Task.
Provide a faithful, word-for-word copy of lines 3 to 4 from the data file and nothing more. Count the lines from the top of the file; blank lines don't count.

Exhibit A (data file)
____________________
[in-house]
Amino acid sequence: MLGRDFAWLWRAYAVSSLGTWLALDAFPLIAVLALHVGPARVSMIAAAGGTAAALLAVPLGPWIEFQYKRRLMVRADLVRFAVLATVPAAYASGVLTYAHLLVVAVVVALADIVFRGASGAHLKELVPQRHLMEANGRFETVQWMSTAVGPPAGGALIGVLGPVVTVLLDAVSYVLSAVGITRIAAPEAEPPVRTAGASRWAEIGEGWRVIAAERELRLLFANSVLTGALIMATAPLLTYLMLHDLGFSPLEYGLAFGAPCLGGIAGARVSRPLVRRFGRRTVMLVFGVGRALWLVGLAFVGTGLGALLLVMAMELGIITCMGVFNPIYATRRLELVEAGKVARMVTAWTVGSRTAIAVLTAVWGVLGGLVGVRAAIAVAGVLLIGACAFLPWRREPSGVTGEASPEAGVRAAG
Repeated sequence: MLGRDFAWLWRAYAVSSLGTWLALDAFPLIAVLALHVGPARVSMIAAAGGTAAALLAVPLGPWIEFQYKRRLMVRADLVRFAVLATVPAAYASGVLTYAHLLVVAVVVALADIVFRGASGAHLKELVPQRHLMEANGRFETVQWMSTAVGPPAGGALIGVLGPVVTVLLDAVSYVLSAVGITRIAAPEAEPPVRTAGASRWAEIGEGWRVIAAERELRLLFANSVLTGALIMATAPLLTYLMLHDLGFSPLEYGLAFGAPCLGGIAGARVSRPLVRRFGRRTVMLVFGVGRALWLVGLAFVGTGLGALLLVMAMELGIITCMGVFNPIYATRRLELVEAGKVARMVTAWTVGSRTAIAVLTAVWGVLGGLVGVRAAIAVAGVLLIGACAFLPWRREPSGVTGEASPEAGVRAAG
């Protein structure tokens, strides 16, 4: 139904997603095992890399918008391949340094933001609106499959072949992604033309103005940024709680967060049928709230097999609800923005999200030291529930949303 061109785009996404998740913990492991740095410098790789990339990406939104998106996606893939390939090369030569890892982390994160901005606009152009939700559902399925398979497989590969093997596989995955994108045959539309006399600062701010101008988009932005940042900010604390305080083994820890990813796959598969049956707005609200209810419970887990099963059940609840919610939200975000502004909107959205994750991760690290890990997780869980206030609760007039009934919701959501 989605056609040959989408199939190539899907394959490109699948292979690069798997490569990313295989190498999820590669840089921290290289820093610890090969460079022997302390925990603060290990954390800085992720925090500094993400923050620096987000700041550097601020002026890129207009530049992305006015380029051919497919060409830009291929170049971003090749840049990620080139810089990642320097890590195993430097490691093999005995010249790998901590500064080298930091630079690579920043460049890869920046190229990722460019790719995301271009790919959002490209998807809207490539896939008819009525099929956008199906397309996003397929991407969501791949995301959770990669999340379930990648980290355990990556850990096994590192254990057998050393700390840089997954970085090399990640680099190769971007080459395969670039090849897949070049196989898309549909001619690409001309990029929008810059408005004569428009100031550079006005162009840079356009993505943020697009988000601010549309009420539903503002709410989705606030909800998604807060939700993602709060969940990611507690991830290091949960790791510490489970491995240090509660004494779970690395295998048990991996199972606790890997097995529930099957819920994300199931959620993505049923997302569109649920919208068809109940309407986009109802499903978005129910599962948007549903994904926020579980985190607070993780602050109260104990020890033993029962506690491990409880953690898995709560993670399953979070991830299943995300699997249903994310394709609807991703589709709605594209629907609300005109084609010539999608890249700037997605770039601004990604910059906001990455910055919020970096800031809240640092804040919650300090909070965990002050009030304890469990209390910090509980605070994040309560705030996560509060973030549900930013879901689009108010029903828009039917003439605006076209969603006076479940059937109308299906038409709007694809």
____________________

Repeated sequence: MLGRDFAWLWRAYAVSSLGTWLALDAFPLIAVLALHVGPARVSMIAAAGGTAAALLAVPLGPWIEFQYKRRLMVRADLVRFAVLATVPAAYASGVLTYAHLLVVAVVVALADIVFRGASGAHLKELVPQRHLMEANGRFETVQWMSTAVGPPAGGALIGVLGPVVTVLLDAVSYVLSAVGITRIAAPEAEPPVRTAGASRWAEIGEGWRVIAAERELRLLFANSVLTGALIMATAPLLTYLMLHDLGFSPLEYGLAFGAPCLGGIAGARVSRPLVRRFGRRTVMLVFGVGRALWLVGLAFVGTGLGALLLVMAMELGIITCMGVFNPIYATRRLELVEAGKVARMVTAWTVGSRTAIAVLTAVWGVLGGLVGVRAAIAVAGVLLIGACAFLPWRREPSGVTGEASPEAGVRAAG
């Protein structure tokens, strides 16, 4: 139904997603095992890399918008391949340094933001609106499959072949992604033309103005940024709680967060049928709230097999609800923005999200030291529930949303 061109785009996404998740913990492991740095410098790789990339990406939104998106996606893939390939090369030569890892982390994160901005606009152009939700559902399925398979497989590969093997596989995955994108045959539309006399600062701010101008988009932005940042900010604390305080083994820890990813796959598969049956707005609200209810419970887990099963059940609840919610939200975000502004909107959205994750991760690290890990997780869980206030609760007039009934919701959501 989605056609040959989408199939190539899907394959490109699948292979690069798997490569990313295989190498999820590669840089921290290289820093610890090969460079022997302390925990603060290990954390800085992720925090500094993400923050620096987000700041550097601020002026890129207009530049992305006015380029051919497919060409830009291929170049971003090749840049990620080139810089990642320097890590195993430097490691093999005995010249790998901590500064080298930091630079690579920043460049890869920046190229990722460019790719995301271009790919959002490209998807809207490539896939008819009525099929956008199906397309996003397929991407969501791949995301959770990669999340379930990648980290355990990556850990096994590192254990057998050393700390840089997954970085090399990640680099190769971007080459395969670039090849897949070049196989898309549909001619690409001309990029929008810059408005004569428009100031550079006005162009840079356009993505943020697009988000601010549309009420539903503002709410989705606030909800998604807060939700993602709060969940990611507690991830290091949960790791510490489970491995240090509660004494779970690395295998048990991996199972606790890997097995529930099957819920994300199931959620993505049923997302569109649920919208068809109940309407986009109802499903978005129910599962948007549903994904926020579980985190607070993780602050109260104990020890033993029962506690491990409880953690898995709560993670399953979070991830299943995300699997249903994310394709609807991703589709709605594209629907609300005109084609010539999608890249700037997605770039601004990604910059906001990455910055919020970096800031809240640092804040919650300090909070965990002050009030304890469990209390910090509980605070994040309560705030996560509060973030549900930013879901689009108010029903828009039917003439605006076209969603006076479940059937109308299906038409709007694809």